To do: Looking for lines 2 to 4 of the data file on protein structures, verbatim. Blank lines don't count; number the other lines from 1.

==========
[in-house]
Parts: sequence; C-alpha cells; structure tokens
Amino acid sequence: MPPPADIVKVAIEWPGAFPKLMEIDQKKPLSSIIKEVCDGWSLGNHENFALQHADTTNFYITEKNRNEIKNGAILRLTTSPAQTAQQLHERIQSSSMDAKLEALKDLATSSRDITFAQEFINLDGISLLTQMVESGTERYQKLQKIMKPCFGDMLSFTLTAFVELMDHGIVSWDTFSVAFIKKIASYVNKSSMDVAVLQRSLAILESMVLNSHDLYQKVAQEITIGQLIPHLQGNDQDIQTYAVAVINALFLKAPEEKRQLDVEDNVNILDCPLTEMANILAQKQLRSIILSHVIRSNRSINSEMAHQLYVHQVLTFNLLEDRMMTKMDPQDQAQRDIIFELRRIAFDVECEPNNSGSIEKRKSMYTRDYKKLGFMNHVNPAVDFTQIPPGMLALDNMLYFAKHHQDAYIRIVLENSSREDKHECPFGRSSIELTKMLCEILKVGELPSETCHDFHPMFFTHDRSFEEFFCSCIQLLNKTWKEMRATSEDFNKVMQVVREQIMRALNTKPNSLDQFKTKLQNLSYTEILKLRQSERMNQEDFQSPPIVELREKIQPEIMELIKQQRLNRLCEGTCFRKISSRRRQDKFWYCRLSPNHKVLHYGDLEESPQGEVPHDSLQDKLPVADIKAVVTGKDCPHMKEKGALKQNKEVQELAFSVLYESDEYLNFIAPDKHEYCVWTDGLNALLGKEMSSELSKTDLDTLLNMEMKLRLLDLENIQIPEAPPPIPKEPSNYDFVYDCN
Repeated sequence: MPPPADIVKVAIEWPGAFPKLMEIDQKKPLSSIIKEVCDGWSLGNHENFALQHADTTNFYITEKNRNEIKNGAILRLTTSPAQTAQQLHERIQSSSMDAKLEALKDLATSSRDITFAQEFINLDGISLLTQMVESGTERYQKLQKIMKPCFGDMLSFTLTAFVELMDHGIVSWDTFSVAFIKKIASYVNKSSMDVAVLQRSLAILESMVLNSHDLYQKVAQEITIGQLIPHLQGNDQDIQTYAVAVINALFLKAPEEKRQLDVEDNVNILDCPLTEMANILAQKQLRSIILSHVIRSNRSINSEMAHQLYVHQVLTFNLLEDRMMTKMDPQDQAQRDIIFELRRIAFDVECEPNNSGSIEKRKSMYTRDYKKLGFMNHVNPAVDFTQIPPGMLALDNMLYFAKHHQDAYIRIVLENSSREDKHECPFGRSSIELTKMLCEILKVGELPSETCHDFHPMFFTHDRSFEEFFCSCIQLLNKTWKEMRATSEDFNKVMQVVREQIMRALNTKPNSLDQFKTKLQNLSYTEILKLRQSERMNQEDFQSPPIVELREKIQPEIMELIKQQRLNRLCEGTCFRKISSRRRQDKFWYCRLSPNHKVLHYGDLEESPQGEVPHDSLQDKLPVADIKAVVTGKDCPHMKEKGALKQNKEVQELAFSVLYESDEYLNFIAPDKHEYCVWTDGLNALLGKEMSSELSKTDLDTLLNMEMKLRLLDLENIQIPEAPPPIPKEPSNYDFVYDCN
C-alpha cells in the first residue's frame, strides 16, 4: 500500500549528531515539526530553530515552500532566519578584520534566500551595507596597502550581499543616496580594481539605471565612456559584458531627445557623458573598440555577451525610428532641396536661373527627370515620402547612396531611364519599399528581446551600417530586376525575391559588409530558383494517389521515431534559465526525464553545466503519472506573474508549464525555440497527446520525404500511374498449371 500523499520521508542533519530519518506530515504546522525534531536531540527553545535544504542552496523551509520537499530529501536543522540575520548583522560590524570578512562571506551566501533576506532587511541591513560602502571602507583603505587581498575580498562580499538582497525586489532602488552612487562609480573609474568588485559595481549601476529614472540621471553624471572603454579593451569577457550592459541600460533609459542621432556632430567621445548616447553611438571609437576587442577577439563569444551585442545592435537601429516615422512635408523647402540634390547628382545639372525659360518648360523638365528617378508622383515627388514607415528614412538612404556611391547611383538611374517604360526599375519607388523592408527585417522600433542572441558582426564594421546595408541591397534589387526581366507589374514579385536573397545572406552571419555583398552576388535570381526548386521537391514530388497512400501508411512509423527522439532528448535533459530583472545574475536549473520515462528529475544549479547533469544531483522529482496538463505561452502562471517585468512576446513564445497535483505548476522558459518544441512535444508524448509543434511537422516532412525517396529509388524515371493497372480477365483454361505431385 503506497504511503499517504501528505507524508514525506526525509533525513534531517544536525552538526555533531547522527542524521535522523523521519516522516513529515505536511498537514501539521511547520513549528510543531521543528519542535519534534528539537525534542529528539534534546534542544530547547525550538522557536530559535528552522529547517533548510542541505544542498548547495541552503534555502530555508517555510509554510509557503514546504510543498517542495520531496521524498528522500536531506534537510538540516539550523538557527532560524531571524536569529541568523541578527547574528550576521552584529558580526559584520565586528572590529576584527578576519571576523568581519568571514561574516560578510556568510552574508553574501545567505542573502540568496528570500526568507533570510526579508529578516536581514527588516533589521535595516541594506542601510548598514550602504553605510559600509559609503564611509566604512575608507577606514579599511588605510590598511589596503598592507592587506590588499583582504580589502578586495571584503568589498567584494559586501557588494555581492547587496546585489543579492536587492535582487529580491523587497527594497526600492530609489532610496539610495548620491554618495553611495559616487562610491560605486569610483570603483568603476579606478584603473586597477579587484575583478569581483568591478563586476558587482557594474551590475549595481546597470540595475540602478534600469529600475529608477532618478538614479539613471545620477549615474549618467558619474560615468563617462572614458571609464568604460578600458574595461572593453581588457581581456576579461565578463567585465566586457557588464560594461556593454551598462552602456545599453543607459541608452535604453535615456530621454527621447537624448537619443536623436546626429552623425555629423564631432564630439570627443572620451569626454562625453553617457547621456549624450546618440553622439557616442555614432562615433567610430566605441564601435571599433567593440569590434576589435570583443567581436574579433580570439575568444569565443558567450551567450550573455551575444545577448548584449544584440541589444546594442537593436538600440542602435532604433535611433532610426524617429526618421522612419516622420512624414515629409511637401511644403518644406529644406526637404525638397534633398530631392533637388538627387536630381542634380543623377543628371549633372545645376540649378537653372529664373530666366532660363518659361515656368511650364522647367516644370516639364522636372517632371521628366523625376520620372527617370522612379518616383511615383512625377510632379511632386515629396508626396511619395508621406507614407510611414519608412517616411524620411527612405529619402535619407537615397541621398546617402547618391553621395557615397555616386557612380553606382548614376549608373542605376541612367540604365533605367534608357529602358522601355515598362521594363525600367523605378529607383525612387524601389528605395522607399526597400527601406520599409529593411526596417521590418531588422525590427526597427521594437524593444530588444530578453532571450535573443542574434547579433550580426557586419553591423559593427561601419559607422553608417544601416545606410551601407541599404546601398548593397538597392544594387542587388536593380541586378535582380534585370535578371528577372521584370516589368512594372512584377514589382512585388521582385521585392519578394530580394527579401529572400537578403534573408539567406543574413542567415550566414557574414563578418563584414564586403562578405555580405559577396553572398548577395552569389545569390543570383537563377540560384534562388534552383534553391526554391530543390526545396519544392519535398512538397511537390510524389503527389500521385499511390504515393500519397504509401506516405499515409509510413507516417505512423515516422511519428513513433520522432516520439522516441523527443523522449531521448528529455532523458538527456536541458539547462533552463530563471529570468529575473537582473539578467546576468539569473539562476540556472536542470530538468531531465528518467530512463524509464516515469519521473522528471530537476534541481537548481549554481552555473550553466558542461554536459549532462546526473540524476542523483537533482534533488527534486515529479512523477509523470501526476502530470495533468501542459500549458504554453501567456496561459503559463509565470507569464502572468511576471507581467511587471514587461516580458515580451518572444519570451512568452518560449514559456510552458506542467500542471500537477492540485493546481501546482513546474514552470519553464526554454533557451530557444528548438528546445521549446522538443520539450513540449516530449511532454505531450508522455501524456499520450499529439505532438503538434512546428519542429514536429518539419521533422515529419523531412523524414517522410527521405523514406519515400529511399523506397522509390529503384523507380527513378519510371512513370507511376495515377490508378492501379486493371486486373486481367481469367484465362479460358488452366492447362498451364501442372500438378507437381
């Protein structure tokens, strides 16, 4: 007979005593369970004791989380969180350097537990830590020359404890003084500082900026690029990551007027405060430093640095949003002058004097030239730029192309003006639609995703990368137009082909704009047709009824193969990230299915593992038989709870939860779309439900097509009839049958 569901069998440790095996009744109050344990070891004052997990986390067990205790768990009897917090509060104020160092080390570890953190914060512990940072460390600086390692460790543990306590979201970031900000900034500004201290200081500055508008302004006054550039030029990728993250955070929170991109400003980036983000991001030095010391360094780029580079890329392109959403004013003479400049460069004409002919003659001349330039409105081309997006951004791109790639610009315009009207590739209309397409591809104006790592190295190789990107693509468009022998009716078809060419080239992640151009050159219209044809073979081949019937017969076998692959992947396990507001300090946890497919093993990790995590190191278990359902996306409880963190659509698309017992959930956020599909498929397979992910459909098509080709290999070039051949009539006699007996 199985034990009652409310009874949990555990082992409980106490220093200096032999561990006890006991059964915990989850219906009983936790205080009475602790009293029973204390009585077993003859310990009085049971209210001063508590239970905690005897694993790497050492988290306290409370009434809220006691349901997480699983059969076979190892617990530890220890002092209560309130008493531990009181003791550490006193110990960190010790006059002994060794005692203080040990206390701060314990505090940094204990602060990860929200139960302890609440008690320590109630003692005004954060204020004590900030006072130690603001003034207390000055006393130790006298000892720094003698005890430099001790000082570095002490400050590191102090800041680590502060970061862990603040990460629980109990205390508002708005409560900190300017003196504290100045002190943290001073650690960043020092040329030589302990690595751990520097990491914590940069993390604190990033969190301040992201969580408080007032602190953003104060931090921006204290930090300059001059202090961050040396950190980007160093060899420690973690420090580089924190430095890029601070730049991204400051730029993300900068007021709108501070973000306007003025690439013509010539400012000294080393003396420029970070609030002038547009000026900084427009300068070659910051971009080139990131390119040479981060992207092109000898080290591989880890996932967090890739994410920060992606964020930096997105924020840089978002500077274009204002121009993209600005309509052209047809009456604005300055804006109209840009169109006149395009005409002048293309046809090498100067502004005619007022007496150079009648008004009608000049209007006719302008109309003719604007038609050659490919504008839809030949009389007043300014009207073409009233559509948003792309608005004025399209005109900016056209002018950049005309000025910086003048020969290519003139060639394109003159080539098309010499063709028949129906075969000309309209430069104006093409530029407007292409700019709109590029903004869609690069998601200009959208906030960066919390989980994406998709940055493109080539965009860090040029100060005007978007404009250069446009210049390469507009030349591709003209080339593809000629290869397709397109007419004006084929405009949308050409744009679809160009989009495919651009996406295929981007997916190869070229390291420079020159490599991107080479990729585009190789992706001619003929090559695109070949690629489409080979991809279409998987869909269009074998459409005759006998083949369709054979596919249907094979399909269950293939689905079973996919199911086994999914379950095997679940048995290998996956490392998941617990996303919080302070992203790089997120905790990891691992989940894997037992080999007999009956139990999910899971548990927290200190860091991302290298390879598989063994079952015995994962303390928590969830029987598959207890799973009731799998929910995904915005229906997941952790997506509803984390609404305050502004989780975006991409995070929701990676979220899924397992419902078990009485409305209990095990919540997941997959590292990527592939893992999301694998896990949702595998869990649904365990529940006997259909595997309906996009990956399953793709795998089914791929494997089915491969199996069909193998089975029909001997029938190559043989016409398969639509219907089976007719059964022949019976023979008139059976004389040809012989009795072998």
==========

Parts: sequence; C-alpha cells; structure tokens
Amino acid sequence: MPPPADIVKVAIEWPGAFPKLMEIDQKKPLSSIIKEVCDGWSLGNHENFALQHADTTNFYITEKNRNEIKNGAILRLTTSPAQTAQQLHERIQSSSMDAKLEALKDLATSSRDITFAQEFINLDGISLLTQMVESGTERYQKLQKIMKPCFGDMLSFTLTAFVELMDHGIVSWDTFSVAFIKKIASYVNKSSMDVAVLQRSLAILESMVLNSHDLYQKVAQEITIGQLIPHLQGNDQDIQTYAVAVINALFLKAPEEKRQLDVEDNVNILDCPLTEMANILAQKQLRSIILSHVIRSNRSINSEMAHQLYVHQVLTFNLLEDRMMTKMDPQDQAQRDIIFELRRIAFDVECEPNNSGSIEKRKSMYTRDYKKLGFMNHVNPAVDFTQIPPGMLALDNMLYFAKHHQDAYIRIVLENSSREDKHECPFGRSSIELTKMLCEILKVGELPSETCHDFHPMFFTHDRSFEEFFCSCIQLLNKTWKEMRATSEDFNKVMQVVREQIMRALNTKPNSLDQFKTKLQNLSYTEILKLRQSERMNQEDFQSPPIVELREKIQPEIMELIKQQRLNRLCEGTCFRKISSRRRQDKFWYCRLSPNHKVLHYGDLEESPQGEVPHDSLQDKLPVADIKAVVTGKDCPHMKEKGALKQNKEVQELAFSVLYESDEYLNFIAPDKHEYCVWTDGLNALLGKEMSSELSKTDLDTLLNMEMKLRLLDLENIQIPEAPPPIPKEPSNYDFVYDCN
Repeated sequence: MPPPADIVKVAIEWPGAFPKLMEIDQKKPLSSIIKEVCDGWSLGNHENFALQHADTTNFYITEKNRNEIKNGAILRLTTSPAQTAQQLHERIQSSSMDAKLEALKDLATSSRDITFAQEFINLDGISLLTQMVESGTERYQKLQKIMKPCFGDMLSFTLTAFVELMDHGIVSWDTFSVAFIKKIASYVNKSSMDVAVLQRSLAILESMVLNSHDLYQKVAQEITIGQLIPHLQGNDQDIQTYAVAVINALFLKAPEEKRQLDVEDNVNILDCPLTEMANILAQKQLRSIILSHVIRSNRSINSEMAHQLYVHQVLTFNLLEDRMMTKMDPQDQAQRDIIFELRRIAFDVECEPNNSGSIEKRKSMYTRDYKKLGFMNHVNPAVDFTQIPPGMLALDNMLYFAKHHQDAYIRIVLENSSREDKHECPFGRSSIELTKMLCEILKVGELPSETCHDFHPMFFTHDRSFEEFFCSCIQLLNKTWKEMRATSEDFNKVMQVVREQIMRALNTKPNSLDQFKTKLQNLSYTEILKLRQSERMNQEDFQSPPIVELREKIQPEIMELIKQQRLNRLCEGTCFRKISSRRRQDKFWYCRLSPNHKVLHYGDLEESPQGEVPHDSLQDKLPVADIKAVVTGKDCPHMKEKGALKQNKEVQELAFSVLYESDEYLNFIAPDKHEYCVWTDGLNALLGKEMSSELSKTDLDTLLNMEMKLRLLDLENIQIPEAPPPIPKEPSNYDFVYDCN